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Michael Galbe Director of Sales, Media & Entertainment Wayin

How can media companies and broadcasters use social media to build reach and activate audiences across devices?

As marketers we spend a lot of time and resources using social platforms for many different reasons, but unfortunately, sometimes that reason is “CYA” because we really don’t know what is going to work. Many media companies and broadcasters push out content across individual social channels — just hoping to attract more eyeballs or, at the very least, retain the ones they have. However, television, as a sole mechanism for broadcasting information, is struggling to stay relevant when audiences want to respond — or when they switch devices because they’re bored or distracted by other media. Let’s face it, the old paradigm of communicating with a passive audience is dead — and broadcast and media companies are often just grappling with social to try and stay relevant. It can be so much better than that. When broadcasters are able to instantly find the right content from all of their social channels and surface it in a compelling way to any screen, all of a sudden, they find themselves back in step with their audience. In short, it’s all about infinite — and instantaneous — storytelling flexibility.

So, yeah, I know what you’re thinking, “Infinite AND instantaneous storytelling flexibility?! That sounds crazy. It would take some heavy resourcing and software and a lot brilliant strategic and operational minds to do that.” True. Maybe 5 years ago. Now, you can do that with one platform and one individual running it. It sounds almost comical compared to the way things used to be, but to give you an analogy, how many people does it take to run a Google search? Yeah, it’s that easy.

Television is no longer a spectator sport; it’s an active user experience.

Michael Galbe, Director of Sales, Media & Entertainment, Wayin

However, unlike just running a Google search, when you’re in any news organization or TV network, you have to DO something with the information. You have to understand how the social content relates to the story you are telling, visualize it for your audience and inspire your audience to engage with your programming. And, if they’re not responding, you have to be able to shift on a dime.

Take a look at CP24 in Canada. When they were covering last November’s Mayoral election, they wanted to do something more than just break the news. They wanted to produce the news in an authentic and participative way incorporating social content. They had to connect with their audience in real­time to do this. They were able to take the pulse of their audience and determine how they felt about candidates for the Toronto Mayoral election. They created real­time social polling....and used the visuals and social data to power their live broadcast all night. In the past, something like this would’ve been done with sampling...flawed exit polls...political pundits...and you still wouldn’t have gotten the full story. But because CP24 was using Wayin­ powered social technology, they incorporated their audience’s social conversation into their programming, which was far more engaging than how it was done in the past.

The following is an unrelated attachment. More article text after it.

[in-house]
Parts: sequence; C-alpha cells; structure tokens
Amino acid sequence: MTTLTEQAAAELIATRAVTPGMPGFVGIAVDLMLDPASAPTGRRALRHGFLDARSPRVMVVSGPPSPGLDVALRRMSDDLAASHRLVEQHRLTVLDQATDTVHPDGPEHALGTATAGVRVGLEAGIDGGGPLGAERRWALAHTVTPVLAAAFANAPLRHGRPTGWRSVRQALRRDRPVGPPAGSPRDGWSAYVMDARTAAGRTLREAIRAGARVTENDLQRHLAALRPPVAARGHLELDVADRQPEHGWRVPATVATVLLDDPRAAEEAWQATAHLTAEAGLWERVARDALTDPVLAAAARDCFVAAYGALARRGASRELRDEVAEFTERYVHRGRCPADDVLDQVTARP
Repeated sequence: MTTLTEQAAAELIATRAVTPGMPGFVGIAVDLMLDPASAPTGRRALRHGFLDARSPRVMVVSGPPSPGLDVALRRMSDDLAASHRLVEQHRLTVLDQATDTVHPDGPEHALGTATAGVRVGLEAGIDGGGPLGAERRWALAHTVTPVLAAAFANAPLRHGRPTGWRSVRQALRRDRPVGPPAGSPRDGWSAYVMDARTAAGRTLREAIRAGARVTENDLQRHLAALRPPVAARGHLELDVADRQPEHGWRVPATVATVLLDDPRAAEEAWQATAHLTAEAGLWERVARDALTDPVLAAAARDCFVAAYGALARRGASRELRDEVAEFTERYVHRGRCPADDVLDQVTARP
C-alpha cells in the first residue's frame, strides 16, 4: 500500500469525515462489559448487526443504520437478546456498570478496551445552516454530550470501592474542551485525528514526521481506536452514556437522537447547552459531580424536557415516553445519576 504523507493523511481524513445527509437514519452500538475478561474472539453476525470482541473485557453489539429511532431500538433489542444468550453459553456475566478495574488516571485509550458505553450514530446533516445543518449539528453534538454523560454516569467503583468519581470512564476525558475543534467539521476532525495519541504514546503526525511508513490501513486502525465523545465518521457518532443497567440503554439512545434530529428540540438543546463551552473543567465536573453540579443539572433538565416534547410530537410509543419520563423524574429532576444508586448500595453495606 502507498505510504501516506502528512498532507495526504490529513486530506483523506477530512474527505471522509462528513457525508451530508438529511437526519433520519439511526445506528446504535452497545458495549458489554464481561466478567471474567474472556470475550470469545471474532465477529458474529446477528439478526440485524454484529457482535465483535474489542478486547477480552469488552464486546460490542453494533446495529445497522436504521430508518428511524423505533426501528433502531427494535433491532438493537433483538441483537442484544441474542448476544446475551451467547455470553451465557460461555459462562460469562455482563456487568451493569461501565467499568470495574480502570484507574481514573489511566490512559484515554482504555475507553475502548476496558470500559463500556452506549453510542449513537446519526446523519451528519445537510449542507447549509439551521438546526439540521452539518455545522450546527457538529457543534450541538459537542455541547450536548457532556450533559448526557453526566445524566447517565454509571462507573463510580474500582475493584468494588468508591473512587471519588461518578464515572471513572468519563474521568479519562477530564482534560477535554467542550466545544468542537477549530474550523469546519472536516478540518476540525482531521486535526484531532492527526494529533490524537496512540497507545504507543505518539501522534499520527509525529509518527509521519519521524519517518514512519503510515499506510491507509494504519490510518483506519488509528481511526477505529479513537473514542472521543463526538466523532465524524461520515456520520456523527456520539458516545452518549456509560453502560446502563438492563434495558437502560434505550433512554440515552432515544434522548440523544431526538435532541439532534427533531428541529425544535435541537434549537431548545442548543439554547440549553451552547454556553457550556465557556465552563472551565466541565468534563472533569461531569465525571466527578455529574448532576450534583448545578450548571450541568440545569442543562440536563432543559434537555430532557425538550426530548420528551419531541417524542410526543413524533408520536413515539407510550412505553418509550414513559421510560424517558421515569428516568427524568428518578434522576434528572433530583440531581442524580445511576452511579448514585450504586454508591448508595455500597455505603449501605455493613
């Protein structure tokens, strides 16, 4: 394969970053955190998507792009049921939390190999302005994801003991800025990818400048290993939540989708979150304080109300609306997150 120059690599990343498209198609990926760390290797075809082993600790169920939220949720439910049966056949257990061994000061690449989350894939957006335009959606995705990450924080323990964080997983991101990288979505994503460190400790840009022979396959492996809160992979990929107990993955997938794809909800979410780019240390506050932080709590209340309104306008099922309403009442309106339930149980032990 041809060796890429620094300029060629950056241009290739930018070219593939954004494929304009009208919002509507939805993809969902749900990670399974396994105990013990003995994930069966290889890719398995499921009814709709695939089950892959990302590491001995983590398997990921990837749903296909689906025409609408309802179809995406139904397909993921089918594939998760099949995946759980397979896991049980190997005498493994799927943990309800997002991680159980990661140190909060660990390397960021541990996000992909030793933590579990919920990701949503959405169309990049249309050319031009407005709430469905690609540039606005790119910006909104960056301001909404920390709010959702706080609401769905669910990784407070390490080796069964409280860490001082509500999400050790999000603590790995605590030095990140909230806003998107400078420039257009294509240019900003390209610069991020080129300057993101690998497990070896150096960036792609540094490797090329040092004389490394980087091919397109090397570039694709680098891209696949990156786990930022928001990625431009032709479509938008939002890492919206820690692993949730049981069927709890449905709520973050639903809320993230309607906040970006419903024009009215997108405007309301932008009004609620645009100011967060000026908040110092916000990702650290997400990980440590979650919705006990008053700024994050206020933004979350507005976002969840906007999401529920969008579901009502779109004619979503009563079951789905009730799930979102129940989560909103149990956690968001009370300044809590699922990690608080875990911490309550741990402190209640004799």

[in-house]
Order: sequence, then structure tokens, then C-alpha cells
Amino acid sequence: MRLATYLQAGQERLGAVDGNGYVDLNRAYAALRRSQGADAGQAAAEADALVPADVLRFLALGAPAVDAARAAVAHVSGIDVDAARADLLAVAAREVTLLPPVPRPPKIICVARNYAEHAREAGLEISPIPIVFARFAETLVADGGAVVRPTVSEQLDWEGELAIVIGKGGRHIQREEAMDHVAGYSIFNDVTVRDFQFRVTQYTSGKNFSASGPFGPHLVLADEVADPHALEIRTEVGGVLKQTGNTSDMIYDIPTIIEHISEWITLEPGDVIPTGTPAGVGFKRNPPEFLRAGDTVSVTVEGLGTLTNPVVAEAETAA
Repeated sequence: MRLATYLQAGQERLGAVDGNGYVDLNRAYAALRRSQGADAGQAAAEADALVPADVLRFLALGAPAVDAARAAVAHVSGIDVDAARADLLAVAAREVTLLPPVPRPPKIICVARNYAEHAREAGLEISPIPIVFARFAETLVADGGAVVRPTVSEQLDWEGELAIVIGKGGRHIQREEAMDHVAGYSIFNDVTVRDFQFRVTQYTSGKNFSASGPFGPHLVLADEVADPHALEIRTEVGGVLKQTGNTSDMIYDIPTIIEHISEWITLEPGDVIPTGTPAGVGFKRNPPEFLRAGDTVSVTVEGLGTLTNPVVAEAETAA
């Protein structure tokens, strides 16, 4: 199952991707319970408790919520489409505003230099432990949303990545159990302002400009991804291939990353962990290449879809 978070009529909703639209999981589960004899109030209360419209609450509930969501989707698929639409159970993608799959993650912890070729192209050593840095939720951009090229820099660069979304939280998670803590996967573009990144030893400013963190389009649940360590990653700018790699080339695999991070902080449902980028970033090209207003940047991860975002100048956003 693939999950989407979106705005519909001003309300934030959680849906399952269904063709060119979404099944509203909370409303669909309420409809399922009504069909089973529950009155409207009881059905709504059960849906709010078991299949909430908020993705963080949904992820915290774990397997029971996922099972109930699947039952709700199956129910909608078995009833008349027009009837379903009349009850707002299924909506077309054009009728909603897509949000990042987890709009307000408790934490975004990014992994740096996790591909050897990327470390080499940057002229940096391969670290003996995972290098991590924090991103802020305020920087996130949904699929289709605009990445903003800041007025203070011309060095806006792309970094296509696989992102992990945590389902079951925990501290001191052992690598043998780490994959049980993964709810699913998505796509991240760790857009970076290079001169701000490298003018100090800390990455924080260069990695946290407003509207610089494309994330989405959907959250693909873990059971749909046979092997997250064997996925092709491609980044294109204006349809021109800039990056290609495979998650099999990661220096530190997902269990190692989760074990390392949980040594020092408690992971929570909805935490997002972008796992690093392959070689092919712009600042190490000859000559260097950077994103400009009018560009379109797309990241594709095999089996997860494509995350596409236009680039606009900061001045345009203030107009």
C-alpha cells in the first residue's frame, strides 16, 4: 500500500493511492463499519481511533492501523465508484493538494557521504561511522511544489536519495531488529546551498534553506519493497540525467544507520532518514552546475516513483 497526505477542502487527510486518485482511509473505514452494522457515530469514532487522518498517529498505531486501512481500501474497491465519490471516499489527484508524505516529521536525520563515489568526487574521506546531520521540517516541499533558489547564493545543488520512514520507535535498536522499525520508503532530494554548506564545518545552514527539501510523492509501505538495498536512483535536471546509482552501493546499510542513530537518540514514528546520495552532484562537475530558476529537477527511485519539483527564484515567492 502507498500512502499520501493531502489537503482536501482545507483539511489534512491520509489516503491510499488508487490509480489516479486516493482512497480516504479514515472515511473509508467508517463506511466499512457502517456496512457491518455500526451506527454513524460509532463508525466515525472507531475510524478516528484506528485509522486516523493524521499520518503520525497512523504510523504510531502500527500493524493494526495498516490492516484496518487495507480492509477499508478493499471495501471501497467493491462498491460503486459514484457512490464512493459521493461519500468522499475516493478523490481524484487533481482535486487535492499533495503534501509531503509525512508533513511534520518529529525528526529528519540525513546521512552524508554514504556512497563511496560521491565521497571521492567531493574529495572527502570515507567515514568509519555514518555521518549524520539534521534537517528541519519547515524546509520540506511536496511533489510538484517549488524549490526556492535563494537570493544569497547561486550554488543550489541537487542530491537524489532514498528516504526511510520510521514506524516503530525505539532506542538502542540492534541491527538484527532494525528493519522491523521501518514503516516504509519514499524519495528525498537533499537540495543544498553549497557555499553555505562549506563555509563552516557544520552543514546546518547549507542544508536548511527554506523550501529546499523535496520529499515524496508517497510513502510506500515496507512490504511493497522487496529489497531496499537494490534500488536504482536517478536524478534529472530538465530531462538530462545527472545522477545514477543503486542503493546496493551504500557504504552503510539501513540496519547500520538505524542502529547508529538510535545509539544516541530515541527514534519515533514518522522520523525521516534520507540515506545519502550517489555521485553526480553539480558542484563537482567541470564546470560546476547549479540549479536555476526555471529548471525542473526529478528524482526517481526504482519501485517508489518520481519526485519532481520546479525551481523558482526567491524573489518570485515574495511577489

CP24 is on the leading edge of broadcast transformation. In fact, TV networks are transforming their entire strategies around their digital content. A new global survey from Nielsen found that 33% of American TV viewers said they engage with social media while watching TV, and 62% of North Americans said they browse the Internet while watching video programming. This actually isn’t news. But the fact is, that few networks are doing it well.

Television is no longer a spectator sport; it’s an active user experience. Another great example of how television can capitalize on the symbiotic relationship between social media and the once passive activity of watching sports is how the Sportsnet Channel in Canada created multiplatform social integrations around the NHL Draft and the NHL Trade Day. Sportsnet on­air talent used Wayin to surface the most relevant social content and visualize the conversations on­ air, in real time, to coincide with the trades as they unfolded. They also created interactive online and mobile experiences, inspiring fans to vote via Twitter on their favorite (or not­-so-­favorite) teams and players and trades.


Interactive social television, when done well, like CP24 or Sportsnet, is not a matter of embedding tweets into a broadcast. It can, and should, be an infinitely fluid and flexible, real­time social experience for viewers. If media companies are to stay relevant, they’re going to need to quickly find a way to let their audiences experience and participate in the stories that are most meaningful to them — on any device available.